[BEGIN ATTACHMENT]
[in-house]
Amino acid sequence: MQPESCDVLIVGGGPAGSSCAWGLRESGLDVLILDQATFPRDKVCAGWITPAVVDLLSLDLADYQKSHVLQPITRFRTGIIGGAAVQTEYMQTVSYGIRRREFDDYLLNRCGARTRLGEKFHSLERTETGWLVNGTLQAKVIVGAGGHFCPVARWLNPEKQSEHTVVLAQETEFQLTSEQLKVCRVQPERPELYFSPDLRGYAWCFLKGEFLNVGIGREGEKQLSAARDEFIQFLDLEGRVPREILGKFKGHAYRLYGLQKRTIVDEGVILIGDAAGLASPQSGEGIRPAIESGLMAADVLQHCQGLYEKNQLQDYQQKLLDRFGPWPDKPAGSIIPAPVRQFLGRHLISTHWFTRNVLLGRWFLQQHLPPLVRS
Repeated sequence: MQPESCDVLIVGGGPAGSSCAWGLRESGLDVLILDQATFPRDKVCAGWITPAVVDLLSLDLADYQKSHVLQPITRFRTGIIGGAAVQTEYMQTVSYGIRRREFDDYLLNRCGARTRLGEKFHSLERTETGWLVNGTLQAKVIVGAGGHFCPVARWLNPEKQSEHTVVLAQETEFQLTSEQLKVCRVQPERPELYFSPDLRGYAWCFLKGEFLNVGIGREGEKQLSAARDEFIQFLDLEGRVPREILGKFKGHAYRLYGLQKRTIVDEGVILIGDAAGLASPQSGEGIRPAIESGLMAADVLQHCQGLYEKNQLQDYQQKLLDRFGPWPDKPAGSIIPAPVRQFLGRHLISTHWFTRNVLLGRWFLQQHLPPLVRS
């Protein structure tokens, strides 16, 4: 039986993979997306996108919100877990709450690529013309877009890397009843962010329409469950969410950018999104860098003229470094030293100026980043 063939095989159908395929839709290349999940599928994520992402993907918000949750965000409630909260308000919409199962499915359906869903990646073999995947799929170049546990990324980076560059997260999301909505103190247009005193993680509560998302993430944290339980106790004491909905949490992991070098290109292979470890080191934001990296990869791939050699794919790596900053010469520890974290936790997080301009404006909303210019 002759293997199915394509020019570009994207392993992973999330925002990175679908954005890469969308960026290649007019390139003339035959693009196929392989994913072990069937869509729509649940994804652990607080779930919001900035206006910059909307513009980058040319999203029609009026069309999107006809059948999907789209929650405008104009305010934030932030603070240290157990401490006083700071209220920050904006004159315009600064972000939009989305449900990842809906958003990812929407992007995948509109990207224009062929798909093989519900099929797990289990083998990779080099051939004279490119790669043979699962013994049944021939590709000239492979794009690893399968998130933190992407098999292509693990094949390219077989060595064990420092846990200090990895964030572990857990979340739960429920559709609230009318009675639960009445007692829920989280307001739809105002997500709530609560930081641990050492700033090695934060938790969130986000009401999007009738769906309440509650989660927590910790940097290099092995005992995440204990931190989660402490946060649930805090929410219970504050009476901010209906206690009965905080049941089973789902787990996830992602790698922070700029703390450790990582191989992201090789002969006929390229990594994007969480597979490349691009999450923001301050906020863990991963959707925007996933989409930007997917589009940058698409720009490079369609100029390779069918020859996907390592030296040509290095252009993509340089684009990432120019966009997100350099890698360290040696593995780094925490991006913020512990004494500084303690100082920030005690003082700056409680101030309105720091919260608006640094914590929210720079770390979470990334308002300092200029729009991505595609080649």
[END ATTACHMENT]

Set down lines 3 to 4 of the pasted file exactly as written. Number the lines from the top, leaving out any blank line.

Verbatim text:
Repeated sequence: MQPESCDVLIVGGGPAGSSCAWGLRESGLDVLILDQATFPRDKVCAGWITPAVVDLLSLDLADYQKSHVLQPITRFRTGIIGGAAVQTEYMQTVSYGIRRREFDDYLLNRCGARTRLGEKFHSLERTETGWLVNGTLQAKVIVGAGGHFCPVARWLNPEKQSEHTVVLAQETEFQLTSEQLKVCRVQPERPELYFSPDLRGYAWCFLKGEFLNVGIGREGEKQLSAARDEFIQFLDLEGRVPREILGKFKGHAYRLYGLQKRTIVDEGVILIGDAAGLASPQSGEGIRPAIESGLMAADVLQHCQGLYEKNQLQDYQQKLLDRFGPWPDKPAGSIIPAPVRQFLGRHLISTHWFTRNVLLGRWFLQQHLPPLVRS
């Protein structure tokens, strides 16, 4: 039986993979997306996108919100877990709450690529013309877009890397009843962010329409469950969410950018999104860098003229470094030293100026980043 063939095989159908395929839709290349999940599928994520992402993907918000949750965000409630909260308000919409199962499915359906869903990646073999995947799929170049546990990324980076560059997260999301909505103190247009005193993680509560998302993430944290339980106790004491909905949490992991070098290109292979470890080191934001990296990869791939050699794919790596900053010469520890974290936790997080301009404006909303210019 002759293997199915394509020019570009994207392993992973999330925002990175679908954005890469969308960026290649007019390139003339035959693009196929392989994913072990069937869509729509649940994804652990607080779930919001900035206006910059909307513009980058040319999203029609009026069309999107006809059948999907789209929650405008104009305010934030932030603070240290157990401490006083700071209220920050904006004159315009600064972000939009989305449900990842809906958003990812929407992007995948509109990207224009062929798909093989519900099929797990289990083998990779080099051939004279490119790669043979699962013994049944021939590709000239492979794009690893399968998130933190992407098999292509693990094949390219077989060595064990420092846990200090990895964030572990857990979340739960429920559709609230009318009675639960009445007692829920989280307001739809105002997500709530609560930081641990050492700033090695934060938790969130986000009401999007009738769906309440509650989660927590910790940097290099092995005992995440204990931190989660402490946060649930805090929410219970504050009476901010209906206690009965905080049941089973789902787990996830992602790698922070700029703390450790990582191989992201090789002969006929390229990594994007969480597979490349691009999450923001301050906020863990991963959707925007996933989409930007997917589009940058698409720009490079369609100029390779069918020859996907390592030296040509290095252009993509340089684009990432120019966009997100350099890698360290040696593995780094925490991006913020512990004494500084303690100082920030005690003082700056409680101030309105720091919260608006640094914590929210720079770390979470990334308002300092200029729009991505595609080649």